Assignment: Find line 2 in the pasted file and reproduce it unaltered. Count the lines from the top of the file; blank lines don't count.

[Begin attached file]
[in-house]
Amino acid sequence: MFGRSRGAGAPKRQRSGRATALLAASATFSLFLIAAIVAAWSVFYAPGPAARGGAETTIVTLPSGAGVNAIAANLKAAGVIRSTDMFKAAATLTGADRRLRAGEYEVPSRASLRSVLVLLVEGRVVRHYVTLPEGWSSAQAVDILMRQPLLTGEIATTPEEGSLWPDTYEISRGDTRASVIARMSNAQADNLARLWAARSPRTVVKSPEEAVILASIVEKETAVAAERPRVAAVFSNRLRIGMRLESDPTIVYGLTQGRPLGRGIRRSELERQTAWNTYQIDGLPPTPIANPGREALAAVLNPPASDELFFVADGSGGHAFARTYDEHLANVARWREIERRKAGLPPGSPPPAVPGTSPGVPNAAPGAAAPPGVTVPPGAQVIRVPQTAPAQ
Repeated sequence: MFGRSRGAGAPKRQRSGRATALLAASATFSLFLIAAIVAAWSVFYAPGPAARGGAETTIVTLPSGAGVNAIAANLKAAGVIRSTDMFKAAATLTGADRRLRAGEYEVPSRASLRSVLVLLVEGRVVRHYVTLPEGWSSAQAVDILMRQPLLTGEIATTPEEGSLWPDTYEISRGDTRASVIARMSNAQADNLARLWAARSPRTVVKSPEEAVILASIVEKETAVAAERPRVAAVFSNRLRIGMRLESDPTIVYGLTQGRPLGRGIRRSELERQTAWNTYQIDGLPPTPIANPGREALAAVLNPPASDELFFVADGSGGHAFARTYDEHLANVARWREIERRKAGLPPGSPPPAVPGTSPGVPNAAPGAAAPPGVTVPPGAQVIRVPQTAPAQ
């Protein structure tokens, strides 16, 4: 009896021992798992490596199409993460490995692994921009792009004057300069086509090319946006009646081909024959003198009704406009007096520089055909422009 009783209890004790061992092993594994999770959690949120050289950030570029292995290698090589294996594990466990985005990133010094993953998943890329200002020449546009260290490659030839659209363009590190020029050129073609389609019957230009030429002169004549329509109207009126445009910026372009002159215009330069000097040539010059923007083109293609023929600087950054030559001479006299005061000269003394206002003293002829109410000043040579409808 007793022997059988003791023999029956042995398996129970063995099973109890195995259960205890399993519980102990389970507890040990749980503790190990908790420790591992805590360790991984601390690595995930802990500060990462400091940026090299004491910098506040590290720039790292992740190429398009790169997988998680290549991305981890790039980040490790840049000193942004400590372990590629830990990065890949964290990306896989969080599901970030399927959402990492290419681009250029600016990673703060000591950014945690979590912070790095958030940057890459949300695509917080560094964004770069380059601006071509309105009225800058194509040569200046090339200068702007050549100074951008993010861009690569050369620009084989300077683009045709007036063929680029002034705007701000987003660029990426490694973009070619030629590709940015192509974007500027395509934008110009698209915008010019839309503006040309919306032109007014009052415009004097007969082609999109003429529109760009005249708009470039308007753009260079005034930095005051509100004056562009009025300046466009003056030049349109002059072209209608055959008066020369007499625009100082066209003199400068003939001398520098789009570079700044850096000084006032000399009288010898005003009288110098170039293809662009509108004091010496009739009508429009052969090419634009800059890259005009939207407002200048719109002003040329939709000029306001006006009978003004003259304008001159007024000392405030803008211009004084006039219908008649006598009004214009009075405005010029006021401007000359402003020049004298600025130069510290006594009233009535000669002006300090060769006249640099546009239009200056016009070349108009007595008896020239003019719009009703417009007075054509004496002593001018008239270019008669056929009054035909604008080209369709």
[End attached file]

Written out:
Amino acid sequence: MFGRSRGAGAPKRQRSGRATALLAASATFSLFLIAAIVAAWSVFYAPGPAARGGAETTIVTLPSGAGVNAIAANLKAAGVIRSTDMFKAAATLTGADRRLRAGEYEVPSRASLRSVLVLLVEGRVVRHYVTLPEGWSSAQAVDILMRQPLLTGEIATTPEEGSLWPDTYEISRGDTRASVIARMSNAQADNLARLWAARSPRTVVKSPEEAVILASIVEKETAVAAERPRVAAVFSNRLRIGMRLESDPTIVYGLTQGRPLGRGIRRSELERQTAWNTYQIDGLPPTPIANPGREALAAVLNPPASDELFFVADGSGGHAFARTYDEHLANVARWREIERRKAGLPPGSPPPAVPGTSPGVPNAAPGAAAPPGVTVPPGAQVIRVPQTAPAQ